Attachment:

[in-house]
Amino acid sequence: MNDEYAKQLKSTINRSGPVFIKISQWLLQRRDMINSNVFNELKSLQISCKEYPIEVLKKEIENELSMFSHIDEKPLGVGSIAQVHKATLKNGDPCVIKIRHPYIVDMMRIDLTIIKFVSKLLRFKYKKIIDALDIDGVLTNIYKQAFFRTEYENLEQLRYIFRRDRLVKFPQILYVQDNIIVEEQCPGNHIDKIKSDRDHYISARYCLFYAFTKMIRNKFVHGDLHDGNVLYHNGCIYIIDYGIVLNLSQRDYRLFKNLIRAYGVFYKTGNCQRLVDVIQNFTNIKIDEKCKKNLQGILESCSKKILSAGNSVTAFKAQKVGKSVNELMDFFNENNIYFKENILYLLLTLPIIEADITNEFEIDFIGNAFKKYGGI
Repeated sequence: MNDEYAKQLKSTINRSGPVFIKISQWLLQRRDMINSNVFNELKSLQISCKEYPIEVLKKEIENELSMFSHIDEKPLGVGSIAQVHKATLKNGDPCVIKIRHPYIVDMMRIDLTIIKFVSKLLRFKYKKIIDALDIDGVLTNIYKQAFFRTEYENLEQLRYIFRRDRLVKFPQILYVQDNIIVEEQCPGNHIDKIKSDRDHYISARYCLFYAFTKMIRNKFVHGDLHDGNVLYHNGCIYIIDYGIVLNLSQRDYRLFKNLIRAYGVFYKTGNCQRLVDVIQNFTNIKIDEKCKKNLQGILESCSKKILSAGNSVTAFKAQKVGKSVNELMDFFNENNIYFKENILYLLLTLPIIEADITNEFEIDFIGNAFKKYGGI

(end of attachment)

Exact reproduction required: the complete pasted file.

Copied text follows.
[in-house]
Amino acid sequence: MNDEYAKQLKSTINRSGPVFIKISQWLLQRRDMINSNVFNELKSLQISCKEYPIEVLKKEIENELSMFSHIDEKPLGVGSIAQVHKATLKNGDPCVIKIRHPYIVDMMRIDLTIIKFVSKLLRFKYKKIIDALDIDGVLTNIYKQAFFRTEYENLEQLRYIFRRDRLVKFPQILYVQDNIIVEEQCPGNHIDKIKSDRDHYISARYCLFYAFTKMIRNKFVHGDLHDGNVLYHNGCIYIIDYGIVLNLSQRDYRLFKNLIRAYGVFYKTGNCQRLVDVIQNFTNIKIDEKCKKNLQGILESCSKKILSAGNSVTAFKAQKVGKSVNELMDFFNENNIYFKENILYLLLTLPIIEADITNEFEIDFIGNAFKKYGGI
Repeated sequence: MNDEYAKQLKSTINRSGPVFIKISQWLLQRRDMINSNVFNELKSLQISCKEYPIEVLKKEIENELSMFSHIDEKPLGVGSIAQVHKATLKNGDPCVIKIRHPYIVDMMRIDLTIIKFVSKLLRFKYKKIIDALDIDGVLTNIYKQAFFRTEYENLEQLRYIFRRDRLVKFPQILYVQDNIIVEEQCPGNHIDKIKSDRDHYISARYCLFYAFTKMIRNKFVHGDLHDGNVLYHNGCIYIIDYGIVLNLSQRDYRLFKNLIRAYGVFYKTGNCQRLVDVIQNFTNIKIDEKCKKNLQGILESCSKKILSAGNSVTAFKAQKVGKSVNELMDFFNENNIYFKENILYLLLTLPIIEADITNEFEIDFIGNAFKKYGGI